Brain speak: Electrodes implanted in a paralyzed man’s brain transmit signals to a computer that reads his words

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Dr. Eddie Chang, a neurosurgeon at the University of California, San Francisco Medical School helped Pancho, a man paralyzed since age 20, speak through an implant in his brain that connects to a computer program. Credit: Mike Kai Chen/The New York Times
Dr. Eddie Chang, a neurosurgeon at the University of California, San Francisco Medical School helped Pancho, a man paralyzed since age 20, speak through an implant in his brain that connects to a computer program. Credit: Mike Kai Chen/The New York Times

He has not been able to speak since 2003, when he was paralyzed at age 20 by a severe stroke after a terrible car crash. 

Now, in a scientific milestone, researchers have tapped into the speech areas of his brain — allowing him to produce comprehensible words and sentences simply by trying to say them. When the man, known by his nickname, Pancho, tries to speak, electrodes implanted in his brain transmit signals to a computer that displays his intended words on the screen.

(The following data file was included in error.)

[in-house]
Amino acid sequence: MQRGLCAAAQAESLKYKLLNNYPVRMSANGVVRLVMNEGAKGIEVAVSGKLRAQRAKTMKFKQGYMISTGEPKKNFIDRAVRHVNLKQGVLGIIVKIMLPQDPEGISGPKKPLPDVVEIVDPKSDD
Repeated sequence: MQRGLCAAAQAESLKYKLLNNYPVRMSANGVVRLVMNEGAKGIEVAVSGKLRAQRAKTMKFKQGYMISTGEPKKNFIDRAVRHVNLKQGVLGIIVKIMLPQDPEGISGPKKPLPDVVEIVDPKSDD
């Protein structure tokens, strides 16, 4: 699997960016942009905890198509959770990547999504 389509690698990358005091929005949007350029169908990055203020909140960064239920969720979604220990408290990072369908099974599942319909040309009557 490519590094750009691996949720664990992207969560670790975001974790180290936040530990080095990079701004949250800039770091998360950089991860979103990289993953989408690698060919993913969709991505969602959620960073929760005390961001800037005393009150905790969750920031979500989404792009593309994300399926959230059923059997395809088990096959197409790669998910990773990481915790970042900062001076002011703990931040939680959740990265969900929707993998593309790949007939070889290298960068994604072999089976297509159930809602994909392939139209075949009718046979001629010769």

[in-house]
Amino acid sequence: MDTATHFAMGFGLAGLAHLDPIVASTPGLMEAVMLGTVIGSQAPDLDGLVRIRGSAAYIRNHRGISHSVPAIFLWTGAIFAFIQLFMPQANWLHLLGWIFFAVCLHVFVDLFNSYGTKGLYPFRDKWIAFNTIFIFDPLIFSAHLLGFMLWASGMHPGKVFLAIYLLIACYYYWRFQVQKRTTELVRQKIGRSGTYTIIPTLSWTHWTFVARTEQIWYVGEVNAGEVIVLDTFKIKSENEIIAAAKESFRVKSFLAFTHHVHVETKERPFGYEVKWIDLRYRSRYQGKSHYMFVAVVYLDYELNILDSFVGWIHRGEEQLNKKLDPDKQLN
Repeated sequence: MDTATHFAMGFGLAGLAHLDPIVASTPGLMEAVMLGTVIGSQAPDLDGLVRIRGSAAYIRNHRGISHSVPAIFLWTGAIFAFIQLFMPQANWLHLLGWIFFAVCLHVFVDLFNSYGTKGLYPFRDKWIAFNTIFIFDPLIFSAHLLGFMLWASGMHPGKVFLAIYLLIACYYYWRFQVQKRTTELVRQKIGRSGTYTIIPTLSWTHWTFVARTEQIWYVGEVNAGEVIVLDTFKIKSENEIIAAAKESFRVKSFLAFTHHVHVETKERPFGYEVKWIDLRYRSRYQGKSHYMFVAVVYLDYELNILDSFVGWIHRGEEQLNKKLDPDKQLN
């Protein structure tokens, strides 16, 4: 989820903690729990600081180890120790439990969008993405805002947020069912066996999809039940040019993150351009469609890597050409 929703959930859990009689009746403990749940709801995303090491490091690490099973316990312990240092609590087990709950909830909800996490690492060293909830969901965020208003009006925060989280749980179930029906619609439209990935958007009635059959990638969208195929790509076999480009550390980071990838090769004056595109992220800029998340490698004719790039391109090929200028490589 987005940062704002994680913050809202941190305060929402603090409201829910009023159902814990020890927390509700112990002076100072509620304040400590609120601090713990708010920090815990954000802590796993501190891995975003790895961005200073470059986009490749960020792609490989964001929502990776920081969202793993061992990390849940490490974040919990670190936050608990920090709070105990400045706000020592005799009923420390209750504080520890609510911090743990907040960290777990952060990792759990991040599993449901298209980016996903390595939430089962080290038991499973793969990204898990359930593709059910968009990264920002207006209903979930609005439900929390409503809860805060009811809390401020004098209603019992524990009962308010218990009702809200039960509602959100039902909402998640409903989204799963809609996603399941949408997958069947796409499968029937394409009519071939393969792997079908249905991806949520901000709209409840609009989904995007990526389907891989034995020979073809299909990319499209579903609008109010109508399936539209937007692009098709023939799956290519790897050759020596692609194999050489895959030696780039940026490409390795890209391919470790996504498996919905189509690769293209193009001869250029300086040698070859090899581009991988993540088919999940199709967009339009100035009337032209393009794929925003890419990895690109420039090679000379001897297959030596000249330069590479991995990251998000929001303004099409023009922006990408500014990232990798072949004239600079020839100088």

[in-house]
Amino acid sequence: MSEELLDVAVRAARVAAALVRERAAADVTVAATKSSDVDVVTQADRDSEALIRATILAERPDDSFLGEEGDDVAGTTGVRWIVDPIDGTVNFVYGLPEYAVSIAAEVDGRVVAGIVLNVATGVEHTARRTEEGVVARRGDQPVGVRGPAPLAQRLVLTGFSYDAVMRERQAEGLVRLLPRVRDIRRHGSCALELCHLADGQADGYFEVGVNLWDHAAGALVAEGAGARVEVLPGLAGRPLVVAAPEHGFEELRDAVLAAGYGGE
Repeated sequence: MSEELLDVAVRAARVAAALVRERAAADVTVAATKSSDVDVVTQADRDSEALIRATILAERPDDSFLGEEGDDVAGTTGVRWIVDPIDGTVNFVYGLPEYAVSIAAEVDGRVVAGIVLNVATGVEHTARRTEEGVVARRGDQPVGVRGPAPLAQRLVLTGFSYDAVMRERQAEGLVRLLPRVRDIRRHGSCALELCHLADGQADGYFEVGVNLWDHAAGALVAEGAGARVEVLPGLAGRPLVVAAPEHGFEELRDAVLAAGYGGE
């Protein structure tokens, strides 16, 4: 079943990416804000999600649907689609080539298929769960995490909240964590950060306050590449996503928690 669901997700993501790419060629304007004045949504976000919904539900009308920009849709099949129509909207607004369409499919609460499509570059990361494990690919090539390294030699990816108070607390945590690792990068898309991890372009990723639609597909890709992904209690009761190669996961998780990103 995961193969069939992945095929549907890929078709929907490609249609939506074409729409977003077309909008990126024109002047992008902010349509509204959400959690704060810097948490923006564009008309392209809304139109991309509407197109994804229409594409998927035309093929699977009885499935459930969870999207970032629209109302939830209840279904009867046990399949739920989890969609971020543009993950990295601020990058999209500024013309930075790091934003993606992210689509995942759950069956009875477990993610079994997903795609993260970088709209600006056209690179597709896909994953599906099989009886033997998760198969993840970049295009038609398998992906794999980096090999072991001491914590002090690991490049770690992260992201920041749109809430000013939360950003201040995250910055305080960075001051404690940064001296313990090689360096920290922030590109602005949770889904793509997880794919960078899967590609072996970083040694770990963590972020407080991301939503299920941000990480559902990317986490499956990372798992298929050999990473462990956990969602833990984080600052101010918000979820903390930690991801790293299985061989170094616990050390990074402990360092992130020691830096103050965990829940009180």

His first recognizable sentence, researchers said, was, “My family is outside.”

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In nearly half of the 9,000 times Pancho tried to say single words, the algorithm got it right. When he tried saying sentences written on the screen, it did even better.

By funneling algorithm results through a kind of autocorrect language-prediction system, the computer correctly recognized individual words in the sentences nearly three-quarters of the time and perfectly decoded entire sentences more than half the time.

“To prove that you can decipher speech from the electrical signals in the speech motor area of your brain is groundbreaking,” said [researcher Dr. Melanie] Fried-Oken.

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